This article is adapted from AQ’s print issue on entrepreneurship. To see our AQ Top 5 list of young entrepreneurs in Latin America, click here.
From finding a source of good advice to making use of new technology, there are many things that women in Latin America can do to start and succeed in business. We asked some of the region’s most outstanding entrepreneurs for their tips to get ahead.
Unleash the power of mentors and connectors.
A strong mentor is an entrepreneur’s “most powerful weapon,” according to Silvina Moschini, serial entrepreneur and CNN contributor. A mentor trains you on how to start and scale your business and “holds your hand and gives you credibility when they introduce you to key contacts,” she said. For many entrepreneurs starting their first venture, mentors help navigate what seem like insurmountable obstacles. But it’s not just mentors, said Cristina López, cofounder of LOVILL, a law firm in Panama. “A mentor can tell you what you should do, but a connector is someone who believes in you as a person and will connect you with people who will benefit you … it opens so many doors.” This is particularly important in a region where women have less access to strong networks, a key factor in entrepreneurs’ success.
Utilize entrepreneur training and accelerator programs.
Accelerators and training programs, from Start-Up Chile to Startup México, provide strategic support to entrepreneurs throughout the region. For Moschini, these programs are “invaluable to learn how to raise capital, create a strategy, a compensation model, and to scale your business.” Being part of these programs’ networks is equally valuable. For Amalia Sierra, cofounder of Maaji, a swimwear company in Colombia, a government-led program proved crucial for scaling her business to 57 countries. Pro-Colombia provided advice — and funding — to help Sierra better understand and access the international market. For her, providing training and education is just as important as financial support.
Overcoming a lack of access to capital is crucial for entrepreneurs’ success, especially women entrepreneurs. “Without capital you can’t think big, you can’t grow,” said Moschini. According to an International Finance Corporation report, women-owned businesses attract less than 5 percent of venture capital funds globally, stymying high-impact growth for promising business models. Further, up to 70 percent of formal women-owned small- and medium-sized enterprises in Latin America and the Caribbean report unserved or underserved credit needs, according to a report by the Multilateral Investment Fund (MIF), and less than one-third of all women had saved money in a financial institution in the past year.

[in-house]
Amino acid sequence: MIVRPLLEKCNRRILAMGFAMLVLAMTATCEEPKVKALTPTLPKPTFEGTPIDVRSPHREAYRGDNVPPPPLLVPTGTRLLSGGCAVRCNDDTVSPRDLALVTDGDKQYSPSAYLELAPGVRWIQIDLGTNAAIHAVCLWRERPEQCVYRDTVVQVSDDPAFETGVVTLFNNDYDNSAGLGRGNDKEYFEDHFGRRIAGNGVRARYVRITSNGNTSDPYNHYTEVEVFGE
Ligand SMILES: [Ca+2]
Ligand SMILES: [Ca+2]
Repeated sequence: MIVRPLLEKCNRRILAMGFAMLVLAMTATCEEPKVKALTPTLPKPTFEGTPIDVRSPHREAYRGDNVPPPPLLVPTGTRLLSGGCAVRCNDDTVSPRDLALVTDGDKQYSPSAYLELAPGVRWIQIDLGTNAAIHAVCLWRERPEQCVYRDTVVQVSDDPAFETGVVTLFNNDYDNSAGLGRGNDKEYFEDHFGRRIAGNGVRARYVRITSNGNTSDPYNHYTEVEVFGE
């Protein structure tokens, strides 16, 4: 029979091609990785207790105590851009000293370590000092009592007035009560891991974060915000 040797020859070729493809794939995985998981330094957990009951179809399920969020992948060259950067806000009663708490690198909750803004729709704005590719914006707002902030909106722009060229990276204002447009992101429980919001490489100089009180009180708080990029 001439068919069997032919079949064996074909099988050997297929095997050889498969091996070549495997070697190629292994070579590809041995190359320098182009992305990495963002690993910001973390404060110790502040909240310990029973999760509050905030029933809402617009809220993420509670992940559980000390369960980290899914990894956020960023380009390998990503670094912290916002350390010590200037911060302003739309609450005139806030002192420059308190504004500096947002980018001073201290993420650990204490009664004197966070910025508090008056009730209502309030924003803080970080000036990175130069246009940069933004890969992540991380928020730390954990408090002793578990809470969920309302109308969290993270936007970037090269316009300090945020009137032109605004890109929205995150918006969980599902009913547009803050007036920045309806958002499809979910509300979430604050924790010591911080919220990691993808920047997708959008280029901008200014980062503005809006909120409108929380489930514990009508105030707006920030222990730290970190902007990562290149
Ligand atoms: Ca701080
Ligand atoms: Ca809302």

Fight back against societal gender norms.
Pushing back against the gender stereotypes that still exist for women throughout Latin America is crucial. Many women continue to feel pressure to stay at home instead of run a company. As López explained from her experience working at a corporate law firm before launching her own, men and women start off on equal footing in their early 20s, but this changes over the years. “Males, they’ll get married and just rocket-start their career at 30,” López noted. “The opposite is true for women.” When López launched her practice at 29, she didn’t let gender norms get in her way, despite facing gender stereotypes from potential clients. “In my head, in (my partner) Patricia’s head, we were like: We know this, we can do this,” she said. “We never thought that we were not going to get that important client or that important deal.”
Harness social media marketing.
Social media has quickly become “one of the key ways to get your worth out,” according to Susana García-Robles, team leader of venture capital funds at the MIF. To use platforms such as LinkedIn and Twitter successfully, however, women entrepreneurs must be more aggressive in showing what they are doing with their company. A woman’s LinkedIn profile “says a lot about her and her startup,” said García-Robles, but women are often less likely to take advantage and be aggressive in efforts to showcase their company and themselves. And since women tend to have networks that fall among their circle of family and friends, it’s important to maintain professional profiles and promote your company — and keep personal relations on separate accounts.
Bons is an editor for AQ. Tummino is senior editor for AQ and senior policy director at AS/COA.